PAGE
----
The Near Future Of Mobility

travel, cars

The Price of Aging in Suburbia


As Boomers retire, they will need to add transportation costs to the price of aging in suburbia. Many plan to rebalance their expenses and cut back on shopping, vacations, and credit card debt. They look forward to a time when they no longer have a car payment. But, have they thought through the full costs of transportation as they age? Most often, transportation costs are not in the forefront of retirement planning.

There is an irony here, since the cost of transportation was probably a major consideration when they purchased the home they live in today. Transport is a source of financial stress when people live far from activities or have long commutes. In the outer suburbs, the cost of housing is less, but commuters “pay” for it with their time, and, of course, gas station fill-ups, and vehicle wear and tear. The Center for Neighborhood Technology in Washington, D.C. has as an  makes Housing plus Transportation (H+ T) costs explicit with their online calculator.

H+T (is not HOT). IT IS SUBTLE 

For Baby Boomers on the verge of retirement, the H+ T equation is subtle. If people age-in-place, what will be the true financial cost of transportation? It will vary, of course, on how much they need to travel, how often, and what type of vehicle will keep them secure.

At face value, the transportation costs are vehicle expenses. The AAA estimates a monthly cost of about $725.00 for a sedan driven 15,000 miles annually but the Bureau of Labor Statistics (see graph above) estimates less.   Fuel costs have been keeping that figure low but insurance, registration fees, depreciation, and maintenance have been increasing. For the average Boomer household in suburbia with 2 vehicles the annual cost would be around $10,000, assuming each car is driven under 15,000 miles. If they have a third vehicle (not uncommon), say a spare car or camper, annual cost rises an additional $3,000 to $4,000 (assuming the third vehicle is driven less). As Boomers age, their insurance premiums will inch up. Although they will drive shorter distances, they pose a somewhat higher risk (but far below the risk of a novice 16 or 18 year old driver).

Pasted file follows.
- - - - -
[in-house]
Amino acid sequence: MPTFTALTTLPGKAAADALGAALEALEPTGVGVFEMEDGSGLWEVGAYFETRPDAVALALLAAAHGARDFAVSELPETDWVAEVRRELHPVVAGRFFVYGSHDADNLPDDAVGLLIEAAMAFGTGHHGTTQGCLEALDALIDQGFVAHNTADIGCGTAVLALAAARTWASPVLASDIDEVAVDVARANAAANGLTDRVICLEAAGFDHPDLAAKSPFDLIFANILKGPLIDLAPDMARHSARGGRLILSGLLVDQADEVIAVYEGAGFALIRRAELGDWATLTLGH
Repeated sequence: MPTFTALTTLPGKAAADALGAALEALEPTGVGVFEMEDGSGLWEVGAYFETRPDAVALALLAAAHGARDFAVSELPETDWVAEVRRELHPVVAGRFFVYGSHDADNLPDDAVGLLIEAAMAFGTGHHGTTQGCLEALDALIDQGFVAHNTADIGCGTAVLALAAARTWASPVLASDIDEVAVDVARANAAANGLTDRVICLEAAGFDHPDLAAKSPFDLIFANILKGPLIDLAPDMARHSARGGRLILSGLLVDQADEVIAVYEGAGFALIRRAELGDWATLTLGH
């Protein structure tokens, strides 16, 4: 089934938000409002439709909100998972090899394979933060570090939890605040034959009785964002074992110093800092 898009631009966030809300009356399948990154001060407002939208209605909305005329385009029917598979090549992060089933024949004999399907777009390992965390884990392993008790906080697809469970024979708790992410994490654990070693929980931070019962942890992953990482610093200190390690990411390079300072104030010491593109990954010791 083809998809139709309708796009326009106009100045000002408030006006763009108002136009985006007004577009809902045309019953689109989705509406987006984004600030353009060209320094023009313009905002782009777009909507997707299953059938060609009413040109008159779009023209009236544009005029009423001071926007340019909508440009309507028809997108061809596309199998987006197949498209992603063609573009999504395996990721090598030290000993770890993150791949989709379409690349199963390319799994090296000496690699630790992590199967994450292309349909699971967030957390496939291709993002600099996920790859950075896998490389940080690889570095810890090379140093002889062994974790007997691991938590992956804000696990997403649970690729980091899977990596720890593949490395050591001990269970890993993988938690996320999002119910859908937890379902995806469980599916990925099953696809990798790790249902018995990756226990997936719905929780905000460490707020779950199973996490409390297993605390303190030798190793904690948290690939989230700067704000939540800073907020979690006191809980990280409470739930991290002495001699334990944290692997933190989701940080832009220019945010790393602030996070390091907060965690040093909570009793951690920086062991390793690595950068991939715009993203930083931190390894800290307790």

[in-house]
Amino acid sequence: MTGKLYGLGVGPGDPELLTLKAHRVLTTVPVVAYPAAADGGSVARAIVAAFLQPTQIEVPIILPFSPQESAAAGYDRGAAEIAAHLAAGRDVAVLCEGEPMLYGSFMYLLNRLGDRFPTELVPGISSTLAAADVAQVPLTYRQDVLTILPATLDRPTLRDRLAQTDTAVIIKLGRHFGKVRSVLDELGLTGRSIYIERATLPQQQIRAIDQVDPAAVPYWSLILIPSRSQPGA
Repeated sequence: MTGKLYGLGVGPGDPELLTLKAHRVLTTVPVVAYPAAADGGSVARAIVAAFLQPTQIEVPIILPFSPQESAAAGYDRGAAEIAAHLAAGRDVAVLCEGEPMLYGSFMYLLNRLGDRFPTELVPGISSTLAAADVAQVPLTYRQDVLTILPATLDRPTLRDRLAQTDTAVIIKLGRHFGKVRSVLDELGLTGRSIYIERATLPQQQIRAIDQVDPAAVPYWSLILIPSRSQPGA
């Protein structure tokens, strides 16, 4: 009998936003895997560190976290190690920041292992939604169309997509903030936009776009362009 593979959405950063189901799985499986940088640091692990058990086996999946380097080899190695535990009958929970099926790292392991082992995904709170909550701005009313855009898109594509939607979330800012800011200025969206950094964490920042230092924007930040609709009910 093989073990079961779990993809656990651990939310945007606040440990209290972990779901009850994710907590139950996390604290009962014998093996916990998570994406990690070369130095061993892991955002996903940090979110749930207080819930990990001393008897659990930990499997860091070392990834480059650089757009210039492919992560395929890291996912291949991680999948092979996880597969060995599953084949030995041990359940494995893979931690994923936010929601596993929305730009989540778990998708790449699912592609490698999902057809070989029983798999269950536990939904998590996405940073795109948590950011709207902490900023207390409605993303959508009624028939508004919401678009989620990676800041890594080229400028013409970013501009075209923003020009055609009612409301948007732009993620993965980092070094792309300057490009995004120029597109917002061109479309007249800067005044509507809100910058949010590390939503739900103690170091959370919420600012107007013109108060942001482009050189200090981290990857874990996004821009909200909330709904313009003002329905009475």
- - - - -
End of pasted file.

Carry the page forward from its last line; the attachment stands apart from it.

Transportation costs continue: As people get older but choose to age-in-place, they may also depend more on taxis or share-car services, like Uber. Getting home at night, when it is difficult to drive in the dark, getting to and from the airport, or going to certain doctor’s appointments, are cases where a third party, like Uber, serves a growing market.


Holding on to the household fleet, and supplementing it with Uber, is a viable solution- as long as Boomers remain in good health and can drive safely. But, financially, the multi-car household is still an expensive solution. At some point, the Boomers will start downsizing their fleet. They may also find that they can help out their neighbors (if they know them) by offering a ride here and there, and taking scenic day trips on trains or buses, instead of driving solo.


But Boomers will need, and want, newer cars. Automotive technology is changing. New vehicles, and ones still to reach the market, have been dubbedsmartphones on wheels.” A smartphone on wheels” has electronics that tie together, mirrors, cameras, and sensors.   They are more comfortable to sit in, and provide better seating and visibility. Most of all, these electronic vehicles help drivers of all ages avoid collisions.

The Boomers were the first generation, largely because of women’s participation in the workforce and suburban development, to require two or three car households. There were personal benefits to this “cartopia. Now, as the Baby Boomers wind down their careers there will be reasons to scale-back. That is, unless they choose to live in a larger camper and move it from place to place. But, the main reason is that retirement needs to be affordable, and keeping an extra car has extra cost. But, almost all Boomers will need newer cars, cars that are better suited to their aging years. That can only add new loans, or leases, and add transportation costs to the price of aging in suburbia.

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